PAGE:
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Administered by the Small Business Administration (SBA) – Colorado small businesses may seek up to $15K of working capital loans that can provide economic support to small businesses to help overcome the temporary loss of revenue during COVID-19. Also, eligible to apply for a loan advance of up to $10,000 for immediate cash. Funds will be made available within three days of a successful application, and the loan advance will not have to be repaid if used to specified purposes.

While the SBA is not able to accept applications for the EIDL program (including EIDL Advances) based on available appropriations fudning, businesses can do the following to prepare:

– If they were already in the queue, check in to make sure all paperwork is correct and in place
– If your EIDL application was already submitted, check the status of your application by contacting SBA at 1-800-659-2955 or
– If they had not started working with the SBA yet, remain in contact with the SBA, so they can be ready if Congress appropriates additional funding
– Set up a bank account if you do not have one, this will be necessary to flow relief funds
– Prepare your paperwork for the application
– Create a plan for complying with the rules of the program to guarantee that the loan amount will be forgivable
– Reach out to your accountant for guidance and support

March 25, 2021 Update: Per Colorado Office of Economic Development and International Trade: SBA increased lending limit for COVID-19 Economic Injury Disaster Loans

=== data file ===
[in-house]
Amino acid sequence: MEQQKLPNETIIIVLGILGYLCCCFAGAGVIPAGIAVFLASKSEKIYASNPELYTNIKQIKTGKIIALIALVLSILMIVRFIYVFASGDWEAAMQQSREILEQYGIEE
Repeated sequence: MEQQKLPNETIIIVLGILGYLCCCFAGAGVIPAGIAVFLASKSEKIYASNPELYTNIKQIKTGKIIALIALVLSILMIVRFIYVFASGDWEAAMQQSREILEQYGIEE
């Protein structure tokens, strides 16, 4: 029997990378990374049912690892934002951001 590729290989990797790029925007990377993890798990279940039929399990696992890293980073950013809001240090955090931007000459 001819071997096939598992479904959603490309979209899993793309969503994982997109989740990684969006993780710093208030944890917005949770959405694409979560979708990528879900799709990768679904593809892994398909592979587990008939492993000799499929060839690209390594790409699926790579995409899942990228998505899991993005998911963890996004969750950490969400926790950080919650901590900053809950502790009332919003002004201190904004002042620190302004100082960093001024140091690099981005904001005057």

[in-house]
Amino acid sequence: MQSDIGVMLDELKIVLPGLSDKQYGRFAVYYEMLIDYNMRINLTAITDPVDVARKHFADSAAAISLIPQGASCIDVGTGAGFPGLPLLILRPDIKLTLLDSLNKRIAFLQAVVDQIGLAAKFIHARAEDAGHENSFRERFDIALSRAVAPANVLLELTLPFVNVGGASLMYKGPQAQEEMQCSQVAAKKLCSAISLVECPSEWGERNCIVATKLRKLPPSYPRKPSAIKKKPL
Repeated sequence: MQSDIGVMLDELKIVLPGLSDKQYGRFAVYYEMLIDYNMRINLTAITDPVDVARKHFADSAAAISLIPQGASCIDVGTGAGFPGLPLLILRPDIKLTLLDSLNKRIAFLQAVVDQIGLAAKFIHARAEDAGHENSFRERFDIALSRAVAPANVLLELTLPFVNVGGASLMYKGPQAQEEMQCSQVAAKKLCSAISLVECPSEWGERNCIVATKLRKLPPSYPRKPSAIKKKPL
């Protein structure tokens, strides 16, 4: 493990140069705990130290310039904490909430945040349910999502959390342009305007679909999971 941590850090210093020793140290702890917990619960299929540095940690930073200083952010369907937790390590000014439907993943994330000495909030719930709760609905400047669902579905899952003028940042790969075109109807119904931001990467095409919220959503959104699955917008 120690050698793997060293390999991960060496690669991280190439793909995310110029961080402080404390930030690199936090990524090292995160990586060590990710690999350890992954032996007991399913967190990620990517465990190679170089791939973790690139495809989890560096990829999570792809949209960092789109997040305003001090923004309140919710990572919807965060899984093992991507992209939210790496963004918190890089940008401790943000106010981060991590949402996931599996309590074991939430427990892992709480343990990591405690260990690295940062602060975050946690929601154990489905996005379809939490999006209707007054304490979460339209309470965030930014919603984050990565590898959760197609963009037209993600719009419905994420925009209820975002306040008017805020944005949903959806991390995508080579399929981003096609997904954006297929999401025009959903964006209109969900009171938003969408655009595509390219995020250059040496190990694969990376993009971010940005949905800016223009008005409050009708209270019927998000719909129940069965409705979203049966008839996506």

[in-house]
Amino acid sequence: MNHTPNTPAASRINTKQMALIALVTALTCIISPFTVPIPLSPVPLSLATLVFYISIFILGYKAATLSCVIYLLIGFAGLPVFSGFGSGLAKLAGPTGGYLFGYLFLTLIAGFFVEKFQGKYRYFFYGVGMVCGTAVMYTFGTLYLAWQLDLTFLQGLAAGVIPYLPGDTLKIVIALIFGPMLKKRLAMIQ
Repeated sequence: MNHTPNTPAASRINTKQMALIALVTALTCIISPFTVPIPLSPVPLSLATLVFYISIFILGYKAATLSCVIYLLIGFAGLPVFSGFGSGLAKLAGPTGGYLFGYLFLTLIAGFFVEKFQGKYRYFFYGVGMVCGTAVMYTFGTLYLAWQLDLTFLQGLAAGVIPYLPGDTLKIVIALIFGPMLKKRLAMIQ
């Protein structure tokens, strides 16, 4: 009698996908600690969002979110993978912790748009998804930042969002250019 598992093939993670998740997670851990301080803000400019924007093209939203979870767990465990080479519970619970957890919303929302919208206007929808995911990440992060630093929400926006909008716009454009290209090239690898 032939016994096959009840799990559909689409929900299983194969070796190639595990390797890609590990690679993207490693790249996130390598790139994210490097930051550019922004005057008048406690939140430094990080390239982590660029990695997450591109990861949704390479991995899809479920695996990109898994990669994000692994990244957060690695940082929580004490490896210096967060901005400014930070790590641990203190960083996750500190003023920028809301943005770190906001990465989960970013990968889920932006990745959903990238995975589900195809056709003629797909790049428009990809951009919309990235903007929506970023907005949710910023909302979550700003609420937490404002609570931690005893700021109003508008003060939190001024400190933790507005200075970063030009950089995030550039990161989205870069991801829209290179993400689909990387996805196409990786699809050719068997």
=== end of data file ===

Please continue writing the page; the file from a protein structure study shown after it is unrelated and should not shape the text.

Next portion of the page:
Starting the week of April 6, 2021, the SBA is raising the loan limit for the COVID-19 EIDL program from 6-months of economic injury with a maximum loan amount of $150,000 to up to 24-months of economic injury with a maximum loan amount of $500,000.

Businesses that receive a loan subject to the current limits do not need to submit a request for an increase at this time. SBA will reach out directly via email and provide more details about how businesses can request an increase closer to the April 6 implementation date.  Any new loan applications and any loans in process when the new loan limits are implemented will automatically be considered for loans covering 24 months of economic injury up to a maximum of $500,000.

This new relief builds on SBA’s previous March 12, 2021 announcement that the agency would extend deferment periods for all disaster loans, including COVID-19 EIDLs, until 2022 to offer more time for businesses to build back. In order to shift all EIDL payments to 2022, SBA will extend the first payment due date for disaster loans made in 2020 to 24-months from the date of the note and to 18-months from the date of the note for all loans made in the calendar year 2021.

With the additional funding provided by the new COVID-19 relief package, SBA will resume processing EIDL Loan and Advance applications that are already in the queue on a first come, first-served basis.

We will provide further information on the availability of the EIDL portal to receive new applications (including those from agricultural enterprises) as soon as possible.

For additional assistance, please visit the following organizations, which are receiving funding to increase their capacity to provide free, trusted business counseling and inexpensive training:

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